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What book traumatized you as a kid?
#21  doubleshuffle 02-21-2020, 07:31 AM
Quote gmw
I suspect this is not what the OP was looking for, but...

I had not read Ian Fleming's Casino Royale since my mid-teens, I think, but when we watched the 2008 James Bond movie a particular scene was instantly recognisable (all the men in the audience cross their legs and cringe). I figure that qualifies as lasting trauma. Wikipedia tells me some of the scene was omitted from the movie released in Britain, Germany, U.S. and China - lucky people.
Why, this absolutely hits the spot...
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#22  issybird 02-21-2020, 07:46 AM
Quote doubleshuffle
Had to google that one. Seems a bit harsh on the poor boy who drowned, but Wikipedia quotes one Selma G. Lanes, who wrote about the book: "I cannot remember a tale during my childhood that gave me a cozier sense of all being right with the world." So it seems the drowned boy was just a minor issue (at least to girls)
There was the distinct sense that he deserved his fate, heightened by the Kurt Weise illustrations. The first brother held back the sea as long as he possibly could.
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#23  Catlady 02-21-2020, 11:16 AM
Hans Christian Andersen was terrible, even in my early picture books with the stories prettified. The one that most traumatized me, though, was "The Fir Tree"; I related to that more than to the stories of children, maybe because those old-timey children weren't real to me, but a Christmas tree sure was. The story horrified me and still does.

Reading Black Beauty was also traumatic--again, even in a child's picture book version. When I read the full story some years later, I was retraumatized; some scenes are still in my head all this time later.
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#24  ekbell 02-21-2020, 11:43 AM
Quote Catlady

Reading Black Beauty was also traumatic--again, even in a child's picture book version. When I read the full story some years later, I was retraumatized; some scenes are still in my head all this time later.
Black Beauty was intended to be at least somewhat traumatic as it was written to convince hard-headed adults to treat horses better not to be a children's book.

I remember reading a number of books by the author of Watership Down (slightly disturbing) as a kid and The Plague Dogs stands out as a thoroughly disturbing example of this sort of book.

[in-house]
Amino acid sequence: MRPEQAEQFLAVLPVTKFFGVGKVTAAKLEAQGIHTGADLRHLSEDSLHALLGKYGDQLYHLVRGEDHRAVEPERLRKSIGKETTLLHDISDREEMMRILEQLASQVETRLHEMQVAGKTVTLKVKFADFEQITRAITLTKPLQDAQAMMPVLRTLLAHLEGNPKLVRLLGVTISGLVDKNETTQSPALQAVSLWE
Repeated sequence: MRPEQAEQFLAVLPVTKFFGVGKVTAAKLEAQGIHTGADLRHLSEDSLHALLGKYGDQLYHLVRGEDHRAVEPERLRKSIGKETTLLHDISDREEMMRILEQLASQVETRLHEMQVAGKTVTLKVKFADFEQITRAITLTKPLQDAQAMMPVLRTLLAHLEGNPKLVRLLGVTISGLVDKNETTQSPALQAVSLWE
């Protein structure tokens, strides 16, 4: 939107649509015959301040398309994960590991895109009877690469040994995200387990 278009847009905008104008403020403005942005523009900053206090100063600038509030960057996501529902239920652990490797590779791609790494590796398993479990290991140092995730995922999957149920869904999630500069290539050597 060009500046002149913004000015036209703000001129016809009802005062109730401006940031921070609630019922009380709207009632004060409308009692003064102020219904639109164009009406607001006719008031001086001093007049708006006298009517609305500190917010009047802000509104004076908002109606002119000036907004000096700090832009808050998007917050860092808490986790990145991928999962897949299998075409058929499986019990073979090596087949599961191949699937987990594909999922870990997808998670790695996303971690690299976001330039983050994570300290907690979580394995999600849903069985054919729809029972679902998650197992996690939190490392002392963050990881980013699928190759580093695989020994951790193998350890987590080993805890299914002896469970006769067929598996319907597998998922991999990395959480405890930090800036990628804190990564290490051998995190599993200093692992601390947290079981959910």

The book that most disturbed me, however, was a book of Canadian Folklore which contained a section on urban legends.
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#25  JSWolf 02-21-2020, 11:50 AM
I don't have a book that traumatized me and no movie either. Horror stories never bothered me.
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#26  4691mls 02-21-2020, 12:31 PM
When I was about 12 I read a book of short horror stories - I think they were written for young/teenage readers so they probably were not that scary by adult standards, but I learned then and there that the horror genre was not for me! I get stressed out enough by everyday life - don't need to add unnecessary scares.
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#27  pwalker8 02-21-2020, 02:25 PM
Quote 4691mls
When I was about 12 I read a book of short horror stories - I think they were written for young/teenage readers so they probably were not that scary by adult standards, but I learned then and there that the horror genre was not for me! I get stressed out enough by everyday life - don't need to add unnecessary scares.
When I was little, I had one rule about horror/monster movies. As long as the monster didn't fit under my bed, it was A-OK.
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#28  hobnail 02-21-2020, 04:36 PM
I wouldn't say that it traumatized me but it sure scared the heck out of me: The Exorcist by Blatty. I couldn't stop until I finished it which was about 3 AM.
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#29  uels 02-21-2020, 09:10 PM
I remember reading Stephen King's The Stand when I was 11, maybe 12 years old. Not a particularly scary book but can be quite disturbing especially to someone so young.

There is a part where a character does something with a gun to another character that made me disgusted.
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#30  gmw 02-21-2020, 09:17 PM
I don't remember reading much real horror as a child, but one of my cousins did, and on their relatively rare visits he would sit his younger cousin (me) down and recite stories with body-shaped bloodstains on blocks of masonry in the ceiling and a myriad other gory details. I remember finding the tales vaguely fascinating, but that's about all.
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